Inside Track by Peter Martin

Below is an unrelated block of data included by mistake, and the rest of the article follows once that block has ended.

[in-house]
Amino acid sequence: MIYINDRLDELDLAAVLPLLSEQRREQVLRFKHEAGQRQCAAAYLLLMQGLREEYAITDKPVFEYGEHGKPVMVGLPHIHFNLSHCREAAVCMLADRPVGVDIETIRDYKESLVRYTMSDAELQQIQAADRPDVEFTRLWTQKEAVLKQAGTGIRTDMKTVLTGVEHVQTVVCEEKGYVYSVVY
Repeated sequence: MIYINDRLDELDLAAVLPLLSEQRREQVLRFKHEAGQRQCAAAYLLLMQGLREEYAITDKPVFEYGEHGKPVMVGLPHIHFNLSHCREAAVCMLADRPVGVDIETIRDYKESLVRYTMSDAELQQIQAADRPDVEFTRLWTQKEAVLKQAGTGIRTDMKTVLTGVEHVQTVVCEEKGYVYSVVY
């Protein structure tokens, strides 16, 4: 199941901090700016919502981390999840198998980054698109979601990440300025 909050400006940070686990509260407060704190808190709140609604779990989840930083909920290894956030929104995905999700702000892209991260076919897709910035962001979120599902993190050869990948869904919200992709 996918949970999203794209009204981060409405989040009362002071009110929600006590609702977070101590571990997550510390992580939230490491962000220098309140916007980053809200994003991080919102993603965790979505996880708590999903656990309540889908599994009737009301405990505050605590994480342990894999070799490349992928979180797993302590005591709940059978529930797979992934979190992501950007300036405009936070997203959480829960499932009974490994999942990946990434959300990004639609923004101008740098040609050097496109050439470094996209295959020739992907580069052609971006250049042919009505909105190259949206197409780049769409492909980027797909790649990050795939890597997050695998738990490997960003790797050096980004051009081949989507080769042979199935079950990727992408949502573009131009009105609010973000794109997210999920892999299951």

Even the legendary good cheer and bonhomie of the ALMR’s annual Christmas lunch last week failed to ease the sense of gloom hanging over most of the pub and bar industry. Talk at the pub trade’s big end-of-year celebration quickly turned to how bad the back end of 2007 had been and how awful 2008 looks like being. The smoking ban, cheap supermarket booze and the general fear of an economic downturn were all blamed for the trade’s parlous state. There was also a rumbling discontent that trade associations were not doing enough to stand up to the Government to fight some of these issues – particularly cheap alcohol in the off-trade. The pub market is collectively in need of a stiff drink. Optimism is in short supply this festive tide. One major operator did confess to expecting that Christmas trade would only be marginally down on last year, but that was as upbeat as it got. Part of the problem is a general lack of optimism in the country as a whole – and it starts at the top. Gordon Brown is no Tony Blair when it comes to looking on the bright side, and the nation is taking its lead from the man in Downing Street. It manifested itself in November, which was a calamity for the drinking and eating out sector when people appeared to stop going out. Northern Rock hit and the country started to fret about its money. The problem for the pub sector, and the restaurant market too, is that it is in the business of cheering up the nation – of showing it a good time. Pessimism is infectious and downcast leaders will do little for the morale of their staff or their customers. This is as trite as you can get, but as the saying goes: “When the going gets tough, the tough …….”. The economic and business environment in the UK will get harder and consumer confidence is likely to remain fragile. There will be casualties, but as one deal-maker said last week, that’s probably no bad thing. That should be a challenge to the rest to up their game. As one prominent operator admitted over a post ALMR-lunch pint: “The truth is we are just not good enough. We have to get better.” A shake-up is in prospect, but, just like the nation as a whole, the drinking-out market needs some leadership and optimism. So for a New Year’s resolution and to get you in the mood for 2008 look for Monty Python on your iPod and “always look on the bright side of life”. Merry Christmas.